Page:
Graffiti in Brazil and Political Protests

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Nov 16, 2014 21:13 Janeiro Rio de
Graffiti in Brazil and Political Protests

The culture of any people changes as time flies. Sometimes what is seemed as morally wrong, becomes acceptable, what serves for one purpose becomes used to another, and son on. The urban art called graffiti is a strong example with this dynamic, as both The Economist1, a British-more-than-100-years-old-magazine, and Time Out2, another British periodic, registered how the now called art gained the actual high profile status. Despite the UK focus of the essays, the situation is pretty much the same in the big cities in the western-world: Graffiti has become popular and valuable. I would like to highlight, however, that in Brazil this art is often used as a means of political protests.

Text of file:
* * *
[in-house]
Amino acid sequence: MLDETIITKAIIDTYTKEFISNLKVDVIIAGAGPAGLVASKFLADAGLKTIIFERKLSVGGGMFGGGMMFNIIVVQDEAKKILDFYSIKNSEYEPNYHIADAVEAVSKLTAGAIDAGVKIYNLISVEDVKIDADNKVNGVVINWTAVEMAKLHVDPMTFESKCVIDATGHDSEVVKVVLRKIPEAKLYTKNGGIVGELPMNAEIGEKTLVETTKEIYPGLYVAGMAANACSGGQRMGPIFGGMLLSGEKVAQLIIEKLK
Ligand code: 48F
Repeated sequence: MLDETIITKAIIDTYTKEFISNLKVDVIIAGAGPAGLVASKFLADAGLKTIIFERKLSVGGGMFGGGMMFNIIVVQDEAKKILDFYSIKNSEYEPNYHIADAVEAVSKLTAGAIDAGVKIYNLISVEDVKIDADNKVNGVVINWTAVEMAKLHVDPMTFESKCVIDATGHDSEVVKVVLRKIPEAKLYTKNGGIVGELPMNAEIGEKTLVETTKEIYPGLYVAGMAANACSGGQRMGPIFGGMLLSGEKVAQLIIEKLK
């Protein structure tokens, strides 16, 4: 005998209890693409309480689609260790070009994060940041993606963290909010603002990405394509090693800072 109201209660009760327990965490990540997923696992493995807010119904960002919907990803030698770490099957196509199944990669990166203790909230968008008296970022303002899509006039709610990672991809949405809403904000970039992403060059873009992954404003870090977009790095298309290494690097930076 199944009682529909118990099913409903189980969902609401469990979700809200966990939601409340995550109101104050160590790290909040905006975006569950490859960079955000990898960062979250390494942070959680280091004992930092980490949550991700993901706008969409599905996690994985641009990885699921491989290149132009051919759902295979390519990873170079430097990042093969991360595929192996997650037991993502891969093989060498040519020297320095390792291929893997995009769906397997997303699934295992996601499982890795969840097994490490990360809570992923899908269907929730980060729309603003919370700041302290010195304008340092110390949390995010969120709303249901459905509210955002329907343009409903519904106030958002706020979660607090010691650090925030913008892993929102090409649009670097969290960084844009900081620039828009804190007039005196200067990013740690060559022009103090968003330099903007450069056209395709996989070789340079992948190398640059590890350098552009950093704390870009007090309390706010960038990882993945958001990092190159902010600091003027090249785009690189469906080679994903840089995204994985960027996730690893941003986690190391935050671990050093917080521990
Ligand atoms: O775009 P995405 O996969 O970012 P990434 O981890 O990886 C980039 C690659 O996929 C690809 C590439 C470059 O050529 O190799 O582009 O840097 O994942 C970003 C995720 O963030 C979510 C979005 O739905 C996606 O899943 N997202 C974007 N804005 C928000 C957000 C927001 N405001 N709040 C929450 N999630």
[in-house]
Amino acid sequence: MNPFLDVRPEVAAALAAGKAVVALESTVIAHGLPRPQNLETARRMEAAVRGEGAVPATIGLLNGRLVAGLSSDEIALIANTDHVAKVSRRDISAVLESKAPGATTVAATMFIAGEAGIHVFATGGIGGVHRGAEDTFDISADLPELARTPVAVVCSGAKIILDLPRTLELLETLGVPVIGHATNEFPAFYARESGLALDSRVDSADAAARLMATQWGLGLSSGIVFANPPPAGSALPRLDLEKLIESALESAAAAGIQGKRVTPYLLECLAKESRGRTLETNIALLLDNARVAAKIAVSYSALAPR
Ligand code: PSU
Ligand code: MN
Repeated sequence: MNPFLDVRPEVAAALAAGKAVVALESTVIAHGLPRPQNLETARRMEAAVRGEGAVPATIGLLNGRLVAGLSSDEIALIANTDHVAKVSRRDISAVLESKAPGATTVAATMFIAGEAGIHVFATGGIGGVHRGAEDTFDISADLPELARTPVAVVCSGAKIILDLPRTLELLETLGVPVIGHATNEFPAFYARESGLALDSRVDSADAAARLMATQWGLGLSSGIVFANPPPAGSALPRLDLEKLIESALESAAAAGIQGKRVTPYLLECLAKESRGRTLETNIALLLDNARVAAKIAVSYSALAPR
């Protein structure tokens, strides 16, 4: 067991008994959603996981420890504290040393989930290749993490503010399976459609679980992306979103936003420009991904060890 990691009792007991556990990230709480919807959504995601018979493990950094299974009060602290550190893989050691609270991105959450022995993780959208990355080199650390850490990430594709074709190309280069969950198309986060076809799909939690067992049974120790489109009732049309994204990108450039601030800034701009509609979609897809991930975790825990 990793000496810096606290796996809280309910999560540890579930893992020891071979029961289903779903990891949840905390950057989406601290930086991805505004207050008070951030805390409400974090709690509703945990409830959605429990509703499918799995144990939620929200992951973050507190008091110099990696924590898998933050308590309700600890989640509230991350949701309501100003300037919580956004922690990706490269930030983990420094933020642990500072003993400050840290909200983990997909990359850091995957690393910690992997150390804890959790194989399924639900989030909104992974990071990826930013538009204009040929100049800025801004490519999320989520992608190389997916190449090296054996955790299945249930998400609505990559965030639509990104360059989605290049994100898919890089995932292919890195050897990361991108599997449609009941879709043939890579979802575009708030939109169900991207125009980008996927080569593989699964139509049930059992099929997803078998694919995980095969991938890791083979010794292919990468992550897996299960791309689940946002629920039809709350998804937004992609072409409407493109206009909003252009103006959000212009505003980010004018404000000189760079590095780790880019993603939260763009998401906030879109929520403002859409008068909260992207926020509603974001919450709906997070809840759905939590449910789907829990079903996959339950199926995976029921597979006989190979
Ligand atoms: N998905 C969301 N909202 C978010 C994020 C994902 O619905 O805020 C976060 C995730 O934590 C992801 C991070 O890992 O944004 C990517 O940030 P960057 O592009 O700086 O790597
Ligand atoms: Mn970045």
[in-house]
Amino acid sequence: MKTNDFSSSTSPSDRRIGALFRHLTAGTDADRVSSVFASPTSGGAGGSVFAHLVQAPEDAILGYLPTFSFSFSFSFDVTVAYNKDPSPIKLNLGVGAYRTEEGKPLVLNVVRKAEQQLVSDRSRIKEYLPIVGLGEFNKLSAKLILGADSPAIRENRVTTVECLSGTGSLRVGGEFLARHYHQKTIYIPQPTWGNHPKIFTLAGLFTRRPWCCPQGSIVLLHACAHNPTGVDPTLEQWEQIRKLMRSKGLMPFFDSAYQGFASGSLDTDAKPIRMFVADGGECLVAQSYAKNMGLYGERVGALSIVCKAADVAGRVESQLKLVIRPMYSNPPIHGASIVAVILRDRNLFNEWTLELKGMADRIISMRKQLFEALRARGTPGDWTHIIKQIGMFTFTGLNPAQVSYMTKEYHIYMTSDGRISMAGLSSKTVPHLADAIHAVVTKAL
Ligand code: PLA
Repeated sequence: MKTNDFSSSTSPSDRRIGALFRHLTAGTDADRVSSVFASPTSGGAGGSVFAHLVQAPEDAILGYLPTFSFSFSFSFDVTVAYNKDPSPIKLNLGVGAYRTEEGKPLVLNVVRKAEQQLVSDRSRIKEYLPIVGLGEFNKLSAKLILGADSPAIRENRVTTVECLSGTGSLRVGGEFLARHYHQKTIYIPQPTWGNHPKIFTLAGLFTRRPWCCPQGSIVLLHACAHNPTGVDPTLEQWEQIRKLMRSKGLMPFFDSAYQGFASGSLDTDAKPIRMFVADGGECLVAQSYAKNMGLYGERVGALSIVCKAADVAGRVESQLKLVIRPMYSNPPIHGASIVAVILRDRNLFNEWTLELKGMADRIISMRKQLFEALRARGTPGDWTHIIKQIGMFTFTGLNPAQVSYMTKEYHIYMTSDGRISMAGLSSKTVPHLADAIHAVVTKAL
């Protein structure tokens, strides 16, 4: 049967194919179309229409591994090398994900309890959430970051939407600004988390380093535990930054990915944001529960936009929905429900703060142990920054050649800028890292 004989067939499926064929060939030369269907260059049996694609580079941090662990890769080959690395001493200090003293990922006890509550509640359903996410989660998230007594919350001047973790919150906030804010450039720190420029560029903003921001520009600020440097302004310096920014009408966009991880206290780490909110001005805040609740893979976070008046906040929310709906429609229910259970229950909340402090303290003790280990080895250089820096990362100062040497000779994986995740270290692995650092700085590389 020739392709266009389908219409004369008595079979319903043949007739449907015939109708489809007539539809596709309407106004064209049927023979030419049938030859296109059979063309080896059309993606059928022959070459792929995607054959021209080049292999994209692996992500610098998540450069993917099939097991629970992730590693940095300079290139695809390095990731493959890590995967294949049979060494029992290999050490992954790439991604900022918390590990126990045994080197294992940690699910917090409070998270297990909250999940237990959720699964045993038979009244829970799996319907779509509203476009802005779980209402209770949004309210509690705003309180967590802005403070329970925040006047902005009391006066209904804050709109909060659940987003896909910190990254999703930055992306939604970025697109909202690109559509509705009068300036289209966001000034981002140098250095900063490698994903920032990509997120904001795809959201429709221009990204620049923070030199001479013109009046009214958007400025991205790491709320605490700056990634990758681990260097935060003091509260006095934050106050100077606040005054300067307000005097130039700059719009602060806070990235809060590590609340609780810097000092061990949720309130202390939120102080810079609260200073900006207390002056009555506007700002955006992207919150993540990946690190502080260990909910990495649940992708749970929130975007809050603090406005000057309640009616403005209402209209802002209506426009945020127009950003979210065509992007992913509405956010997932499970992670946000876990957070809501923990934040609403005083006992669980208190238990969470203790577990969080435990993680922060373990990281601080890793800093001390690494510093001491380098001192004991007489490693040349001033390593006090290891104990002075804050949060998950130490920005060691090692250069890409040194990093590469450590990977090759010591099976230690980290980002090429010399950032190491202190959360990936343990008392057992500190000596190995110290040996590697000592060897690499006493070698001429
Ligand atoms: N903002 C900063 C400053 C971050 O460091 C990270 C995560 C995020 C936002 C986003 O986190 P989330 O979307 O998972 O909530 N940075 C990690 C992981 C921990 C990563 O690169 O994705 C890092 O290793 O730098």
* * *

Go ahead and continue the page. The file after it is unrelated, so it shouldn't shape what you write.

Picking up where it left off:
Graffiti in Brazil can be seen in many places and serves for many purposes as Young3 registered and for me one of the most interesting face of Brazilian Graffiti is that is many times used for protest about political issues. The arising of graffiti and how it transforms itself from simple tags to visual elements identified as art in the country followed the same patter as any where in the world and Young also write about this journey. This year Brazil hold the most important sports event in the world, the World-Futbool-Cup and how the politicians spent money to have all the necessary facilities ready for the games were heavily criticised. And Graffiti artists were also involved in the protests painting many walls about this theme as Huffington post published4.

1) How did graffiti become respectable, accessed on nov 2014 <<>>
2) How graffiti became art, accessed on nov 2014<<>>
3) The Legalisation of Street Art in Rio de Janeiro, Brazil; <<>>
4) World Cup 2014: 14 Powerful Pictures Of Anti-Fifa Graffiti In Brazil; accessed on nov 2014 <<>>